Secularism, liberalism or modernity are not simply about treating religious minorities with softness or making a public imaginary about your newfound attitude. It is primarily about changing your basic understanding about basis of political community in the country—you cannot give primacy to any one religion or adherents of any one religion, you cannot treat any sacred text or scriptures as public law and most importantly in case of Pakistan you cannot treat any religious community in a discriminatory manner just because they believe in something or don’t believe in something.
Being secular means that you will treat everyone living within the territory of the state as citizen—which means he or she will be allowed complete liberty to participate fully in the decision making processes and government formation processes of the state. You cannot deny any person or a group full participation in political community just on the basis of their beliefs.
Secularism will not at all mean that you will treat a religious minority of a neighboring country—as Sikhs are a religious minority in India – with politeness and softness and continue to deal with your own religious minorities on the basis of discriminatory laws and harsh social and religious biases. Showcasing Kartarpur Corridor as an example of Pakistani state’s newfound love for tolerance and liberalism may appear as a public relations coup to those sitting in the corridors of our foreign ministry, but this will hardly make Pakistan a tolerant and liberal society in true sense of the word.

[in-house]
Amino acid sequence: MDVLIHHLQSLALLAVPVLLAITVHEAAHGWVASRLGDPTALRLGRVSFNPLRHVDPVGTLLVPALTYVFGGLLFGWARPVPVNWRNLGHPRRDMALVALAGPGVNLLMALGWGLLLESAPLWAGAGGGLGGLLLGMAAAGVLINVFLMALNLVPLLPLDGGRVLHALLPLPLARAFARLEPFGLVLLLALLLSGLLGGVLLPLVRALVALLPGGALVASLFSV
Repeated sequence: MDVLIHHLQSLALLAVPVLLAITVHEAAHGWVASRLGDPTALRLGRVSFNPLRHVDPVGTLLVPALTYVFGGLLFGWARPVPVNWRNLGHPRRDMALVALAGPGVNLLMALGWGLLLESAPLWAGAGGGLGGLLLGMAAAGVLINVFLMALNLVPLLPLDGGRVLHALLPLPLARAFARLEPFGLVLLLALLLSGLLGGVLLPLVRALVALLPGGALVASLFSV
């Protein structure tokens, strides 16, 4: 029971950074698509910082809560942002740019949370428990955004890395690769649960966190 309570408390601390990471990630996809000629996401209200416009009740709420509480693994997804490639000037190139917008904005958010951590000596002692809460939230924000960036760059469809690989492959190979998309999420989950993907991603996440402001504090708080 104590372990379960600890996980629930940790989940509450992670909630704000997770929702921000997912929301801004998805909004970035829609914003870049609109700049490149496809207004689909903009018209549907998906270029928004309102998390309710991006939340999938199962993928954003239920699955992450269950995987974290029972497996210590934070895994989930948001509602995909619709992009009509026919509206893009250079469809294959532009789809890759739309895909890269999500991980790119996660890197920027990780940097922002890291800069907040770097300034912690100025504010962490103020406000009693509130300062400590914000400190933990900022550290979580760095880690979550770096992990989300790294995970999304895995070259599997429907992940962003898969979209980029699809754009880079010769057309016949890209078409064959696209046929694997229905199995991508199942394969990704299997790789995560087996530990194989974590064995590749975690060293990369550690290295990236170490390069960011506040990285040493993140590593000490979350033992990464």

Historians of Pakistan’s political history generally believe that Jinnah’s original plan for Pakistan included form of secularism in the sense that a theorist of this “Ism” such as Charles Taylor means it. In modern political discourse around the world “It is generally agreed that modern democracies have to be “secular”. Sidestepping the debate about what exactly the founding fathers of Pakistan conceived to be the destiny of the country, there is little space available to Pakistan, as a nation-state to deviate from generally agreed principles of governing a multi-religious society, in the modern international system, which Charles Taylor defines as following, a) Everyone can freely exercise his religion, b) every religion—whether majority or the minority—is considered on equal footing in the public sphere: c) all spiritual families must be heard”.